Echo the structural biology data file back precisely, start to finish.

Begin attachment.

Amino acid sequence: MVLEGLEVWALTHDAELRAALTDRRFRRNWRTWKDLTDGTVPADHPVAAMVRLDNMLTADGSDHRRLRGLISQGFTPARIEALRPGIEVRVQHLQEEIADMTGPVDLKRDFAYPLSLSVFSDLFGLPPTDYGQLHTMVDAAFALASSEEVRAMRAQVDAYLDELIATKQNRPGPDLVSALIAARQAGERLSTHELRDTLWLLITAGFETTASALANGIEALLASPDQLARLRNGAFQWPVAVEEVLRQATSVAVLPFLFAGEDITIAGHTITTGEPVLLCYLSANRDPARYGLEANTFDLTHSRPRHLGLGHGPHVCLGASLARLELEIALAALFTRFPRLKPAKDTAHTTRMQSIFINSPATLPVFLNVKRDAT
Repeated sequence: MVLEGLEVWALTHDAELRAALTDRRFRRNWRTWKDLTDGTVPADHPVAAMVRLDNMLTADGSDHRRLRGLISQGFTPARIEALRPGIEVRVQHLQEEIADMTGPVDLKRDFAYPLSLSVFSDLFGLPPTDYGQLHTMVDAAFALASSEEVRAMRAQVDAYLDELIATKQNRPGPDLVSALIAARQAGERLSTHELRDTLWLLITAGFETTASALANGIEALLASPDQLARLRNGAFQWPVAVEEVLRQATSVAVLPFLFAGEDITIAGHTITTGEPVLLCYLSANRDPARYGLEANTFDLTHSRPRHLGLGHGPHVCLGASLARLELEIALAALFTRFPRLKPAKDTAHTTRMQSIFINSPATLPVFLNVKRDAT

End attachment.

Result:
Amino acid sequence: MVLEGLEVWALTHDAELRAALTDRRFRRNWRTWKDLTDGTVPADHPVAAMVRLDNMLTADGSDHRRLRGLISQGFTPARIEALRPGIEVRVQHLQEEIADMTGPVDLKRDFAYPLSLSVFSDLFGLPPTDYGQLHTMVDAAFALASSEEVRAMRAQVDAYLDELIATKQNRPGPDLVSALIAARQAGERLSTHELRDTLWLLITAGFETTASALANGIEALLASPDQLARLRNGAFQWPVAVEEVLRQATSVAVLPFLFAGEDITIAGHTITTGEPVLLCYLSANRDPARYGLEANTFDLTHSRPRHLGLGHGPHVCLGASLARLELEIALAALFTRFPRLKPAKDTAHTTRMQSIFINSPATLPVFLNVKRDAT
Repeated sequence: MVLEGLEVWALTHDAELRAALTDRRFRRNWRTWKDLTDGTVPADHPVAAMVRLDNMLTADGSDHRRLRGLISQGFTPARIEALRPGIEVRVQHLQEEIADMTGPVDLKRDFAYPLSLSVFSDLFGLPPTDYGQLHTMVDAAFALASSEEVRAMRAQVDAYLDELIATKQNRPGPDLVSALIAARQAGERLSTHELRDTLWLLITAGFETTASALANGIEALLASPDQLARLRNGAFQWPVAVEEVLRQATSVAVLPFLFAGEDITIAGHTITTGEPVLLCYLSANRDPARYGLEANTFDLTHSRPRHLGLGHGPHVCLGASLARLELEIALAALFTRFPRLKPAKDTAHTTRMQSIFINSPATLPVFLNVKRDAT